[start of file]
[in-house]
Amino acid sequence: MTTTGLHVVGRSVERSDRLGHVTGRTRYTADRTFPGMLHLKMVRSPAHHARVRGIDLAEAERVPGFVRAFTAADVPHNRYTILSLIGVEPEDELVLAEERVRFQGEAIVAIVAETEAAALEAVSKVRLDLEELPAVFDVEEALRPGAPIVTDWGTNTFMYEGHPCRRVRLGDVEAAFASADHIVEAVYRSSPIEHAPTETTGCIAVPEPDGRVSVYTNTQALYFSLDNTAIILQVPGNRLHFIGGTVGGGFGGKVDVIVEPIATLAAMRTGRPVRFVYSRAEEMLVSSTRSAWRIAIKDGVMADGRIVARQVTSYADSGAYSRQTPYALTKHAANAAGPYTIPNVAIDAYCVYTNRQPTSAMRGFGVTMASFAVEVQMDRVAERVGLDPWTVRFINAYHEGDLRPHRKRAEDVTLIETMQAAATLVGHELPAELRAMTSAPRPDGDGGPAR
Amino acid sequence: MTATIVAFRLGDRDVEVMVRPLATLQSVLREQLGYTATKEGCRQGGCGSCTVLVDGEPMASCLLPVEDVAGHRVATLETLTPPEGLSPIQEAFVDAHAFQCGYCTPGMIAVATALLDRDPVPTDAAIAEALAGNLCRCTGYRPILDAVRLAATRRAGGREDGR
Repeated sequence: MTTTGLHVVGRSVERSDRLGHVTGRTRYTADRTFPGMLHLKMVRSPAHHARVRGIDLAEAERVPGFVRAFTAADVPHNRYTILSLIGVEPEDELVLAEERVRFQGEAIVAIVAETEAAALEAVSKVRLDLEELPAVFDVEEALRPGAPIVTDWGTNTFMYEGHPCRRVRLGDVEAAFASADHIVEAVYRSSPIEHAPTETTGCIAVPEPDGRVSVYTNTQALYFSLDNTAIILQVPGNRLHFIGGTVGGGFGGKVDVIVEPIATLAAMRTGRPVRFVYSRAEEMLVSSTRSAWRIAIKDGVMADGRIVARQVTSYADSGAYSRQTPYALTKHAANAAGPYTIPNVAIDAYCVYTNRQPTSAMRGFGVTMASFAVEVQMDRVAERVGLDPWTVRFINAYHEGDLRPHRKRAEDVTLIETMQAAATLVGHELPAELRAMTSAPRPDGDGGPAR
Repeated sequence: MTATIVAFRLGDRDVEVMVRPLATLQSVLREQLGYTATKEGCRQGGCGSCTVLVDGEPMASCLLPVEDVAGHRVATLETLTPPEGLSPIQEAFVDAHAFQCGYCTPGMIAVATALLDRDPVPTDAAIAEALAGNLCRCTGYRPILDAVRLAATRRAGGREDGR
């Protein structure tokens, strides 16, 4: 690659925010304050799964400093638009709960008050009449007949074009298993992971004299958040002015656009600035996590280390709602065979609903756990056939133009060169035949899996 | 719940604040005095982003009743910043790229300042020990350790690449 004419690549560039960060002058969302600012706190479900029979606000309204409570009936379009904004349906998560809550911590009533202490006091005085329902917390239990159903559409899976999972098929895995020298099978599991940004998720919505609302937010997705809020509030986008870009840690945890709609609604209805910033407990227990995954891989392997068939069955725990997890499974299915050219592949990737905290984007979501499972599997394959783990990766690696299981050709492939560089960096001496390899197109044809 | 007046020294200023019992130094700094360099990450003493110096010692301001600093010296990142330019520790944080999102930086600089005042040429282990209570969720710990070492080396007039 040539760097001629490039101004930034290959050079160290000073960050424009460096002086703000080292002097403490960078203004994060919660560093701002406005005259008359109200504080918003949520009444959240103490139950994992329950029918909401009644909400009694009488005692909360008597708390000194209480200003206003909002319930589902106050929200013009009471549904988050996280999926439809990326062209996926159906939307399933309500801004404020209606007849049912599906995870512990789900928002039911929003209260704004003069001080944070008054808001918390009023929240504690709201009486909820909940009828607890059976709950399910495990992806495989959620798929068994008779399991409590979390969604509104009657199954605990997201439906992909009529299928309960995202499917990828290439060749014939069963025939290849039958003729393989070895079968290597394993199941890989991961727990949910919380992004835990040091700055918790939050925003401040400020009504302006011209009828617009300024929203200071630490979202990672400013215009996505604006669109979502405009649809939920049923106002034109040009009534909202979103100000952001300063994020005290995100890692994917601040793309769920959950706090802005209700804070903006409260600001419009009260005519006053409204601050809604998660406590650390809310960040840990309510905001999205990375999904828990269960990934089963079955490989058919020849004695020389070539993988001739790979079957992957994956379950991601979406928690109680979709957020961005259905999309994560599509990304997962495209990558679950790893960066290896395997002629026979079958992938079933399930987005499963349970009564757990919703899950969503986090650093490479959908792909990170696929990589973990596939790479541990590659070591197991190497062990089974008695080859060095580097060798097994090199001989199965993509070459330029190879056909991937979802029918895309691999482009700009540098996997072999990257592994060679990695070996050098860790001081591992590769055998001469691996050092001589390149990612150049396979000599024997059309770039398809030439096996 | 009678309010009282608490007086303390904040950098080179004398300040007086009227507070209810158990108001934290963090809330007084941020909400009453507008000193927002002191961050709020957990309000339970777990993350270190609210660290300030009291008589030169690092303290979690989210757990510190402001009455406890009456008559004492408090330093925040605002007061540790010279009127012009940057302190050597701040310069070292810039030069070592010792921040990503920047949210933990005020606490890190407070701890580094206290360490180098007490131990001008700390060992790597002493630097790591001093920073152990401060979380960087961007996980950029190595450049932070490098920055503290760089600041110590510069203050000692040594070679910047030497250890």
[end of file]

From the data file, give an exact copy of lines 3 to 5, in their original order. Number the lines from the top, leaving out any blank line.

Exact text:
Amino acid sequence: MTATIVAFRLGDRDVEVMVRPLATLQSVLREQLGYTATKEGCRQGGCGSCTVLVDGEPMASCLLPVEDVAGHRVATLETLTPPEGLSPIQEAFVDAHAFQCGYCTPGMIAVATALLDRDPVPTDAAIAEALAGNLCRCTGYRPILDAVRLAATRRAGGREDGR
Repeated sequence: MTTTGLHVVGRSVERSDRLGHVTGRTRYTADRTFPGMLHLKMVRSPAHHARVRGIDLAEAERVPGFVRAFTAADVPHNRYTILSLIGVEPEDELVLAEERVRFQGEAIVAIVAETEAAALEAVSKVRLDLEELPAVFDVEEALRPGAPIVTDWGTNTFMYEGHPCRRVRLGDVEAAFASADHIVEAVYRSSPIEHAPTETTGCIAVPEPDGRVSVYTNTQALYFSLDNTAIILQVPGNRLHFIGGTVGGGFGGKVDVIVEPIATLAAMRTGRPVRFVYSRAEEMLVSSTRSAWRIAIKDGVMADGRIVARQVTSYADSGAYSRQTPYALTKHAANAAGPYTIPNVAIDAYCVYTNRQPTSAMRGFGVTMASFAVEVQMDRVAERVGLDPWTVRFINAYHEGDLRPHRKRAEDVTLIETMQAAATLVGHELPAELRAMTSAPRPDGDGGPAR
Repeated sequence: MTATIVAFRLGDRDVEVMVRPLATLQSVLREQLGYTATKEGCRQGGCGSCTVLVDGEPMASCLLPVEDVAGHRVATLETLTPPEGLSPIQEAFVDAHAFQCGYCTPGMIAVATALLDRDPVPTDAAIAEALAGNLCRCTGYRPILDAVRLAATRRAGGREDGR